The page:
Updated: Wednesday, 19 December 2012 15:22 | By Relaxnews

Smart TVs will be mainstream by 2016: report

Gartner claims that within the next three years, 85 percent of all new TVs will come with a built-in internet connection.


Smart TVs will be mainstream by 2016: report

Smart TVs will be mainstream by 2016: report

The report, published Tuesday, claims that despite current economic uncertainties, yearly TV production is expected to increase, growing from 69 million flat screen TVs in 2012 to 198 million in 2016. In the next year alone, manufacturers are predicted to ship 108 million TV sets.

However, Gartner states that internet connectivity alone will not be enough to build significant consumer interest and that consumers will be looking closely at companies that clearly differentiate their offering from that of their competitors.

"In the end, the choice may be all about the extra content that one TV brand offers over another. Consumers will be asking questions such as, which Internet TV services can the TV access? Are these the sites I think are valuable? Can I use my smartphone or tablet with this TV?" said Paul O'Donovan, principal research analyst at Gartner. "...[T]he extra functionality offered by smart TVs becomes the product differentiator -- if prices are already competitive and all other variables are equal between brands."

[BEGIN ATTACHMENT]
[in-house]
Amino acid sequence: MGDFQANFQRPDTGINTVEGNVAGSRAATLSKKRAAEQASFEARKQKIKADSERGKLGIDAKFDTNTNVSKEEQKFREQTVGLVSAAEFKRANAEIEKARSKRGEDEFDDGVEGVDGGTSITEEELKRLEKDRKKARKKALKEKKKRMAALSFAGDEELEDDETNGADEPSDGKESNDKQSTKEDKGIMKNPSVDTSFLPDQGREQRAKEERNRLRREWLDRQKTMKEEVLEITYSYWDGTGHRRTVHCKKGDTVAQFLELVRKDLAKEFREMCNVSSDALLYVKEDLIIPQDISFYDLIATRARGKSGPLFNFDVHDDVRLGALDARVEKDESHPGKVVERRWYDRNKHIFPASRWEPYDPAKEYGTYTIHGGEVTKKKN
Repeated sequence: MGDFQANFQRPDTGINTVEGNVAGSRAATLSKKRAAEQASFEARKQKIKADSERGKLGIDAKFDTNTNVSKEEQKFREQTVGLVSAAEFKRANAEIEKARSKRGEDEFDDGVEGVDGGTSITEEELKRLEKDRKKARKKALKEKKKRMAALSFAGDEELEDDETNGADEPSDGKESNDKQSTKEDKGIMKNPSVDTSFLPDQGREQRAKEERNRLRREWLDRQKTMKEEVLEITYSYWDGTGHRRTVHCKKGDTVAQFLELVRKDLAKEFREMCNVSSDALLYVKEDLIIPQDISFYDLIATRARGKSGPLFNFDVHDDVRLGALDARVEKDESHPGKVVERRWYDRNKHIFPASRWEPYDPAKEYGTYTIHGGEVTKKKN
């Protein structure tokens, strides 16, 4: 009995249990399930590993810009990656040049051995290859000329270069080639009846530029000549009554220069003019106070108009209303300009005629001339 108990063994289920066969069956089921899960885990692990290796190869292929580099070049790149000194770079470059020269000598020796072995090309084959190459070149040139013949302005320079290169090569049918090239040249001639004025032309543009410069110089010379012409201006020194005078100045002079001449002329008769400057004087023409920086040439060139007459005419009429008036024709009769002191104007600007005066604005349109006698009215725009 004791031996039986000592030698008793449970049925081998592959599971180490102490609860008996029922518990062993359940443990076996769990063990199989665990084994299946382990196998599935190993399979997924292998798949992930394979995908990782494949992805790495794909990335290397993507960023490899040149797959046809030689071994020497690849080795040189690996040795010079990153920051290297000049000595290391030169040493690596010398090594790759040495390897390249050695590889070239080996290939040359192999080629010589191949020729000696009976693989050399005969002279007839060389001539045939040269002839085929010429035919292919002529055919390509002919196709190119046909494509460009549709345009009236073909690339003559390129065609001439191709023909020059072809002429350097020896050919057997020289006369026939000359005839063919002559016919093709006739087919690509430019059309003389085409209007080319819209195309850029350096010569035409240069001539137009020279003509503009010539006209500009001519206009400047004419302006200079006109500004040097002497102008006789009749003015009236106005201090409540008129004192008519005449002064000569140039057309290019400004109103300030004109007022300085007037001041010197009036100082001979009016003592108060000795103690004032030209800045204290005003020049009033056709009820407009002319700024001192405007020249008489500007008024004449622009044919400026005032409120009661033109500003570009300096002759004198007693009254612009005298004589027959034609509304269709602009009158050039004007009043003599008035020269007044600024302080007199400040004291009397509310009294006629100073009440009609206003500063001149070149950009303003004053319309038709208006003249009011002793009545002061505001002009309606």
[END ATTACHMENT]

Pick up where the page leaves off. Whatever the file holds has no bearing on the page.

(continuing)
Smart TVs can access the internet to search for and play video content and can support third-party apps as well as providing an extra layer of interactivity for live or specialist broadcasts; they also increasingly provide access to video streaming or video-on-demand services such as Netflix. Google, Sony, Samsung and LG are all currently pursuing the smart TV strategies but until now progress has been slow. Apple's rumored entry into the marketplace with its own ‘smart TV set' could spark a renewed interest in the market as well as help to define certain protocols such as user interface.

But while the market for smart TV remains subdued, the TV's role in consumers' lives has already started evolving. It is fast becoming one of a number of screens used to digest content simultaneously as more and more people turn to tablets and smartphones to enhance the TV viewing experience -- a trend industry watchers have dubbed ‘the second screen'.

"With connectivity to smartphones and tablets comes the ability to pull content from the internet on one device and push that content to the TV. For those TV manufacturers that also make smartphones and tablets, the marketing advantage of the smart TV makes educating the consumer a lot easier," said O'Donovan.

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